“We’re a pretty pair of fools!” cried Bill.
“I agree with you.” Osceola, usually stoical under trying conditions,
was visibly upset. “While we’re scrapping and swapping stories, that
girl of mine is being kidnapped by those ruffians!”
“But they haven’t got into the house yet,” Bill reminded him.
“But what can those two do against so many! After what Sanders said to
you, we should have been prepared for this. For the love of Mike, Bill,
hold that light steady! I can’t find the brick that manipulates the
panel to the woodshed tunnel.—There—that’s better!”
A section of the cellar wall opened and the light from the torch shone
on a flight of stone steps leading into the earth.
“Wait a jiffy, till I pick up my rifle—” The young Seminole disappeared,
then returned with the gun in his hands. “Lucky I decided to tackle you
with my fists rather than shoot in the dark! Got everything you need?”
“Then turn the light on the wall to your left—third brick from the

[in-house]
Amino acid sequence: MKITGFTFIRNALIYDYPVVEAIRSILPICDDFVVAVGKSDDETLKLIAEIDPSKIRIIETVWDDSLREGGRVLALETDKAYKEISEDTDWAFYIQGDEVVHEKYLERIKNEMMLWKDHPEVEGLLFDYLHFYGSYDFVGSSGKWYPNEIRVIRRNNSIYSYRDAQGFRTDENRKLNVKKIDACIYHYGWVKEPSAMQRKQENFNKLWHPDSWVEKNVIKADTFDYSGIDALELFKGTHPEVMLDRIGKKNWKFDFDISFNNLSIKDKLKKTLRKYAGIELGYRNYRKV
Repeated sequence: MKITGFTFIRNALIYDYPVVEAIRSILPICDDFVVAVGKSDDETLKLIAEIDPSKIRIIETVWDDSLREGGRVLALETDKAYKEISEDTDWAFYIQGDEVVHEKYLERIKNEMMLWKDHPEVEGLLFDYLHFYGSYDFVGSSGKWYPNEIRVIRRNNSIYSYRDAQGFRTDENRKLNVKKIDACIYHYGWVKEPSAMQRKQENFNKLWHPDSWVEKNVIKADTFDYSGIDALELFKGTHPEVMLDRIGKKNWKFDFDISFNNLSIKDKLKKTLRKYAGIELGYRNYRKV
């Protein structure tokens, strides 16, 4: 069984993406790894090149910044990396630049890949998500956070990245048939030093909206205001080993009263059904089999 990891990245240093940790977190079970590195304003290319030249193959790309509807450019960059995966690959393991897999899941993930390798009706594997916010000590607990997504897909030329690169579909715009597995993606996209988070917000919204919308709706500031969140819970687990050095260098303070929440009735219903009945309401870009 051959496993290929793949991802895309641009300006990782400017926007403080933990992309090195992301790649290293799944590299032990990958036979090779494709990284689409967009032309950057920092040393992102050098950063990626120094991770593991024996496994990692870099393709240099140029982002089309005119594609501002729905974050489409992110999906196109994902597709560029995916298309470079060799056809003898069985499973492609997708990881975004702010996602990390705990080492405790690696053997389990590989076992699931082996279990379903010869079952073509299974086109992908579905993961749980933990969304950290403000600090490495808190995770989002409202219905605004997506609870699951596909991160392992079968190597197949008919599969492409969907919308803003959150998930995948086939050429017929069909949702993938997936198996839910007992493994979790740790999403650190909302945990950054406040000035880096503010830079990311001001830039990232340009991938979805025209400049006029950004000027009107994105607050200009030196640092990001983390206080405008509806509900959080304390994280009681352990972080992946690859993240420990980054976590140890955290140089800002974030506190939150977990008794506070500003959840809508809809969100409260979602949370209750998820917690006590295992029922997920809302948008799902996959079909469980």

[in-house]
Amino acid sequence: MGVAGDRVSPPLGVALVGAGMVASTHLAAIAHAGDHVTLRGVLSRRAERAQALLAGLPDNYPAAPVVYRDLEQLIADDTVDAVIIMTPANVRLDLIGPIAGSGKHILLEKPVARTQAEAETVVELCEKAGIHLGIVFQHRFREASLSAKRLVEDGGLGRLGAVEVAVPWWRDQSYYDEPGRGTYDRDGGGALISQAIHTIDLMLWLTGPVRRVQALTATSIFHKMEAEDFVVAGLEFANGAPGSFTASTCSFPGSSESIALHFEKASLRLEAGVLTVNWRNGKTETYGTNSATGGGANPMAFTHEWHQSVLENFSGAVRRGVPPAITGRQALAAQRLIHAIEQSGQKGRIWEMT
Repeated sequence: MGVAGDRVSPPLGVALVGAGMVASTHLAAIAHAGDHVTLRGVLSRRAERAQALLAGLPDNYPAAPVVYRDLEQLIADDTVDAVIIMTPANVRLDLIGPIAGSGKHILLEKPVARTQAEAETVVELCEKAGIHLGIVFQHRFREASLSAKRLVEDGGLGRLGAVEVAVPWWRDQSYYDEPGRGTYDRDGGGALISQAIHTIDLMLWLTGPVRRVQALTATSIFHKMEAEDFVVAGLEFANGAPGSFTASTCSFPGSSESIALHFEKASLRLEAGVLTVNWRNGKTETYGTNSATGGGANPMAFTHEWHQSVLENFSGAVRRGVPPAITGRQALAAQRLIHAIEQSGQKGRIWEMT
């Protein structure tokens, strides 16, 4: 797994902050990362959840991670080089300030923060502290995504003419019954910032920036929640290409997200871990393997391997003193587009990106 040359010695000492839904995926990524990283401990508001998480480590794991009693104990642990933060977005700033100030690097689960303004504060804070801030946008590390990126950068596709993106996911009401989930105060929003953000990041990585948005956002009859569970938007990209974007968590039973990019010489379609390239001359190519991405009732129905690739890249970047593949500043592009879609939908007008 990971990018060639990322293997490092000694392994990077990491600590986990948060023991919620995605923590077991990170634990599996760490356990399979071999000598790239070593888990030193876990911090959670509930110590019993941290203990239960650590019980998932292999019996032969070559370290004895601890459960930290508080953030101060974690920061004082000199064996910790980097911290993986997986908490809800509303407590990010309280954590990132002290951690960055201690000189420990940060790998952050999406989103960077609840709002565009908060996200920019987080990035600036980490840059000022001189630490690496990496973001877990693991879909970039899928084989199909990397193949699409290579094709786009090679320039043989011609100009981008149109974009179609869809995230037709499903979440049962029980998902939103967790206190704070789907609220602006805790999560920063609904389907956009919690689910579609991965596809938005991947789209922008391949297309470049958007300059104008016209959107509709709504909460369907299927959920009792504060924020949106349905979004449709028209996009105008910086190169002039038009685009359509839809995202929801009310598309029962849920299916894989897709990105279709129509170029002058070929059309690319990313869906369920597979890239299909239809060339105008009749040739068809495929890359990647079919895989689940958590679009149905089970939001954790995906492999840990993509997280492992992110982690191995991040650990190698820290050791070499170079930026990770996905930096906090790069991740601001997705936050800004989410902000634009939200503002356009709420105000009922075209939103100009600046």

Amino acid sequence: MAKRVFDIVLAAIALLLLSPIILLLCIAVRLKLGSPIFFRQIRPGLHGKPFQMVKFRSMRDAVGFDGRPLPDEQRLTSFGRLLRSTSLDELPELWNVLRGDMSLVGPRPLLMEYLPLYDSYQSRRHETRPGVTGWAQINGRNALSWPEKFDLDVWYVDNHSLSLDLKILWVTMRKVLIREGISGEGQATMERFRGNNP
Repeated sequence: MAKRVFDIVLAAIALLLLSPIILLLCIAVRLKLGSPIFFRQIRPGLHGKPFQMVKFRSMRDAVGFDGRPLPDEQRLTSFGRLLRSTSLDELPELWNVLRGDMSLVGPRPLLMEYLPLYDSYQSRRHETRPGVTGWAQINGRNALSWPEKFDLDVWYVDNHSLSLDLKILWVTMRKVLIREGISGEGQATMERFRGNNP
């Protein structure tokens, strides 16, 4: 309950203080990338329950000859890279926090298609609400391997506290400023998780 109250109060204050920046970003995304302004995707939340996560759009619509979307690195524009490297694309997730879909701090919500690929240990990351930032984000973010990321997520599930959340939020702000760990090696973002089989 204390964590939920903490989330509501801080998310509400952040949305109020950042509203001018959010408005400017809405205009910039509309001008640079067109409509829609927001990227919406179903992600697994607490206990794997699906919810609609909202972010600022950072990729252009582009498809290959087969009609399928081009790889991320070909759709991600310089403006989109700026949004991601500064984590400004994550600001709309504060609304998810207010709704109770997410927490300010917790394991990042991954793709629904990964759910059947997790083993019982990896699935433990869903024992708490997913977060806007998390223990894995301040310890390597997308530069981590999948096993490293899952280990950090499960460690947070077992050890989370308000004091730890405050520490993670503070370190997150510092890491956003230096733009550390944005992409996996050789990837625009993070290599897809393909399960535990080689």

He pulled it out, fumbled in the aperture for a moment and the cellar
door slid shut.
“Gosh, it’s dark—” Bill went down the steps and along the tunnel,
sending the light beam before him. “How did you manage to navigate
without a flash?”
“My race, as you know, see better in the dark than you pale-faces. But
it wasn’t easy, just the same. Some of the roof is down farther ahead,
and I barked my shin on one of the stone blocks. Rotten air in here too.
Mr. Evans said that Turner was quite a guy at smuggling in his day. He
told me that the house is a regular warren of secret passages. What time
is it, anyway?”
“Just eleven-forty-five. Parker ought to be over the house in fifteen
minutes. That is, if he comes.”
“He will—” declared the Seminole. “He said he would.”
“If he wakes up in time, you mean. After those two long hops, he’ll be a
“Oh, not so bad. I flew the plane most of the way up here,” confessed
Osceola. “So Parker caught plenty of sleep on the trip.”
“Good boy! Your instructor is proud of you. Look out—here are those
blocks you tripped over before.”
They scrambled over the debris and a few moments later came to another
flight of stone steps. Osceola manipulated the sliding door at the top
very much in the same manner as he had closed the one to the cellar.
Bill switched off his light and they entered a small, one-roomed
building. Here the Indian led him past a broken doorway and through a